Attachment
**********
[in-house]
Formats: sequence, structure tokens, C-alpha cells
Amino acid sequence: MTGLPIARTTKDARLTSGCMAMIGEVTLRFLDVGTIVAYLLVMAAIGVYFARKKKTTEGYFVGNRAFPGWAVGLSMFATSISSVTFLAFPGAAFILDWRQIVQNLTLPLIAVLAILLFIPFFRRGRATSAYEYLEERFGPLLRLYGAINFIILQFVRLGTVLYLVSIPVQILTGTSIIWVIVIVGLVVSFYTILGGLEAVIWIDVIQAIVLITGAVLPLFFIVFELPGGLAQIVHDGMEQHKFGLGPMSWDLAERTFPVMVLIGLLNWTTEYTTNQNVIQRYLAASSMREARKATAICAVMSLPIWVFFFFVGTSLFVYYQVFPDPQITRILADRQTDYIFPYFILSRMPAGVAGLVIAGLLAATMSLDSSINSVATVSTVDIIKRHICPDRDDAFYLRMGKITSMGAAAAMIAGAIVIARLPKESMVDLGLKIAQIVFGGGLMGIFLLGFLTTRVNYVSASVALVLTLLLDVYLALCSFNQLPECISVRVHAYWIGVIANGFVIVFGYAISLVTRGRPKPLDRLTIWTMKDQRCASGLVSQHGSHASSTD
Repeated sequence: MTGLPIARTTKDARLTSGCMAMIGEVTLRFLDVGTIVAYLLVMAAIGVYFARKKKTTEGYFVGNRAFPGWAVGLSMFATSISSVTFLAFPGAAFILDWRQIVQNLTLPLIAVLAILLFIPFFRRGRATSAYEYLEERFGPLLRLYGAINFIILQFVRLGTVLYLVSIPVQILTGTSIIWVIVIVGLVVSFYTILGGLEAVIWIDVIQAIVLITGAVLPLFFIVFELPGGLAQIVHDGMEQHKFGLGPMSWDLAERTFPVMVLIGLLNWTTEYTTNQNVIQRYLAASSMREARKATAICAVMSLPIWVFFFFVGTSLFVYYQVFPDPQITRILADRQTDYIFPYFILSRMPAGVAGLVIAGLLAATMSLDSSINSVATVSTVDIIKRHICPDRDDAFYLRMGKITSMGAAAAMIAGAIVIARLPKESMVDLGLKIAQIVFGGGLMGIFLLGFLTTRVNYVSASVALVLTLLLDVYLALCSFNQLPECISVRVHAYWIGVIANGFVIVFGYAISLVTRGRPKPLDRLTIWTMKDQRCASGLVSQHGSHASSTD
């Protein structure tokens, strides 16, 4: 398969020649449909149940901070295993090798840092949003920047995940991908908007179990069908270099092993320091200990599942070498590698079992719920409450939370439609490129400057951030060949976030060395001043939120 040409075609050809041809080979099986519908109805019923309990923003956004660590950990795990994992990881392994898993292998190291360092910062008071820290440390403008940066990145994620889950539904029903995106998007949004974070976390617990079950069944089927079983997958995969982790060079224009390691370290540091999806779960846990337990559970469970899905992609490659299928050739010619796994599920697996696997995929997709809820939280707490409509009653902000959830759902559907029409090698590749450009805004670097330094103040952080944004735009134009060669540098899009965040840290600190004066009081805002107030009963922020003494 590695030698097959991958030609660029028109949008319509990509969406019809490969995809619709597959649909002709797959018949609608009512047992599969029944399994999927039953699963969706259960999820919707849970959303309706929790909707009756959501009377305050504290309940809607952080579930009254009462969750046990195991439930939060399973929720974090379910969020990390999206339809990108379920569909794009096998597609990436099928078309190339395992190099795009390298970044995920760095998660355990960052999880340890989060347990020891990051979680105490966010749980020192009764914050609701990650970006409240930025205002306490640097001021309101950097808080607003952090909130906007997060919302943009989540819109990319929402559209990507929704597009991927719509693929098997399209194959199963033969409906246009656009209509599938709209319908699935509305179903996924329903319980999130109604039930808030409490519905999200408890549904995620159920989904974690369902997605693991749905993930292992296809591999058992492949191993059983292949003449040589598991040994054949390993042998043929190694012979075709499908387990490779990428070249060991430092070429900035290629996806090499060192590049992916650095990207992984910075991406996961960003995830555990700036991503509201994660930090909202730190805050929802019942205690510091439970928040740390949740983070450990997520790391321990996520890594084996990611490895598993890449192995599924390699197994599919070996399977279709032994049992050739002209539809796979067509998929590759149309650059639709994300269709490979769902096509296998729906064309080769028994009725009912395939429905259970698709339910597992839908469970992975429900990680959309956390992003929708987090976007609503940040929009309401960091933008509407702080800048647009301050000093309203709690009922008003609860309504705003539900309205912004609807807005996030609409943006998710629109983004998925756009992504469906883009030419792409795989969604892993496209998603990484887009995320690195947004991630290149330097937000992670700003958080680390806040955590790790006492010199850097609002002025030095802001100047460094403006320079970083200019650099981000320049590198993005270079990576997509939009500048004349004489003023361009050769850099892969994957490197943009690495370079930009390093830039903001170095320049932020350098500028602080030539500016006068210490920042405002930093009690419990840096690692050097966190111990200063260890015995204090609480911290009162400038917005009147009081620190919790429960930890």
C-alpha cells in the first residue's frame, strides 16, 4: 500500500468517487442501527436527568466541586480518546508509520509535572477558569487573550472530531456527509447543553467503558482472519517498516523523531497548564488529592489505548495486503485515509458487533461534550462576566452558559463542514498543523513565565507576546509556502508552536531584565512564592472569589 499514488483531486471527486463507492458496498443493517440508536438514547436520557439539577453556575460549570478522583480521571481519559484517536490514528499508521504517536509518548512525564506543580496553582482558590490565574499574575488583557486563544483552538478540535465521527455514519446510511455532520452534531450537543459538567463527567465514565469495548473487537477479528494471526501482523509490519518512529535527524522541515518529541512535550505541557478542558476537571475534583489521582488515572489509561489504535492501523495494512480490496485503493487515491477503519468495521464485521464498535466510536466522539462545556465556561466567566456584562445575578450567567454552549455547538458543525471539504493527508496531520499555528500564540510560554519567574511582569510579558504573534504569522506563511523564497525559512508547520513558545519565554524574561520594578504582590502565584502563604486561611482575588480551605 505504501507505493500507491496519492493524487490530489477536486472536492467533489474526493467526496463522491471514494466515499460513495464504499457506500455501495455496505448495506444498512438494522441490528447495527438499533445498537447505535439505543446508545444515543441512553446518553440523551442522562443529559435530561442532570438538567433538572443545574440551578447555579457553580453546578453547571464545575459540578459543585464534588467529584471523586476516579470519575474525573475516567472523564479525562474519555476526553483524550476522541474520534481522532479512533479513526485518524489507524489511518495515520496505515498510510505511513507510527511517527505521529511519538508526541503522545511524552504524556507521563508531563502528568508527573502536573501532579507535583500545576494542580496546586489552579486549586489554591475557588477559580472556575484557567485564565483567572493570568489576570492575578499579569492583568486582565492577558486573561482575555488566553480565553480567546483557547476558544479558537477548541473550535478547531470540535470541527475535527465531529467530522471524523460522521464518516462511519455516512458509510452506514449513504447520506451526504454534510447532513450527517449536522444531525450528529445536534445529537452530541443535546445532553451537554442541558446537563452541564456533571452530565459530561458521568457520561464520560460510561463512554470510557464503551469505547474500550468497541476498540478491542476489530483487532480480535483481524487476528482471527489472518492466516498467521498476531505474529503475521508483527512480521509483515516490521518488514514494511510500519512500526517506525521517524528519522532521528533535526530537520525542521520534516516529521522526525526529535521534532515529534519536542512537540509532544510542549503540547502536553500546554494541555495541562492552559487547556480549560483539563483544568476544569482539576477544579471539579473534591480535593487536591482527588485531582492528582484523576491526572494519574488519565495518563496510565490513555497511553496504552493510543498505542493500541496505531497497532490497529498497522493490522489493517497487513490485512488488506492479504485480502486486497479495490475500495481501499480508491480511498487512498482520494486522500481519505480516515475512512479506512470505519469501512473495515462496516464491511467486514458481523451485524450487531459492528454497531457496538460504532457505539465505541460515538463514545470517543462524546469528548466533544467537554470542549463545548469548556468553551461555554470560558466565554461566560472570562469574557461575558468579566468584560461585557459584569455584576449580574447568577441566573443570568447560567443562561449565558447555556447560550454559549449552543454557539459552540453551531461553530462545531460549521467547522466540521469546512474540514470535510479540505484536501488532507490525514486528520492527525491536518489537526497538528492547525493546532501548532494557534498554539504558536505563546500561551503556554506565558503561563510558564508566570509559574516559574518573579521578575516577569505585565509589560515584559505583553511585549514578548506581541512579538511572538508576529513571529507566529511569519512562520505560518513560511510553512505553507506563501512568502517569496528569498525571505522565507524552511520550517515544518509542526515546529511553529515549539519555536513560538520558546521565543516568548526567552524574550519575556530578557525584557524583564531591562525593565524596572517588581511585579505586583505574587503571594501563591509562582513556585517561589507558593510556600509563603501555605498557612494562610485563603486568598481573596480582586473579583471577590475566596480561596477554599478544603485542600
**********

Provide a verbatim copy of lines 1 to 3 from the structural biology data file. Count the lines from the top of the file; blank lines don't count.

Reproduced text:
[in-house]
Formats: sequence, structure tokens, C-alpha cells
Amino acid sequence: MTGLPIARTTKDARLTSGCMAMIGEVTLRFLDVGTIVAYLLVMAAIGVYFARKKKTTEGYFVGNRAFPGWAVGLSMFATSISSVTFLAFPGAAFILDWRQIVQNLTLPLIAVLAILLFIPFFRRGRATSAYEYLEERFGPLLRLYGAINFIILQFVRLGTVLYLVSIPVQILTGTSIIWVIVIVGLVVSFYTILGGLEAVIWIDVIQAIVLITGAVLPLFFIVFELPGGLAQIVHDGMEQHKFGLGPMSWDLAERTFPVMVLIGLLNWTTEYTTNQNVIQRYLAASSMREARKATAICAVMSLPIWVFFFFVGTSLFVYYQVFPDPQITRILADRQTDYIFPYFILSRMPAGVAGLVIAGLLAATMSLDSSINSVATVSTVDIIKRHICPDRDDAFYLRMGKITSMGAAAAMIAGAIVIARLPKESMVDLGLKIAQIVFGGGLMGIFLLGFLTTRVNYVSASVALVLTLLLDVYLALCSFNQLPECISVRVHAYWIGVIANGFVIVFGYAISLVTRGRPKPLDRLTIWTMKDQRCASGLVSQHGSHASSTD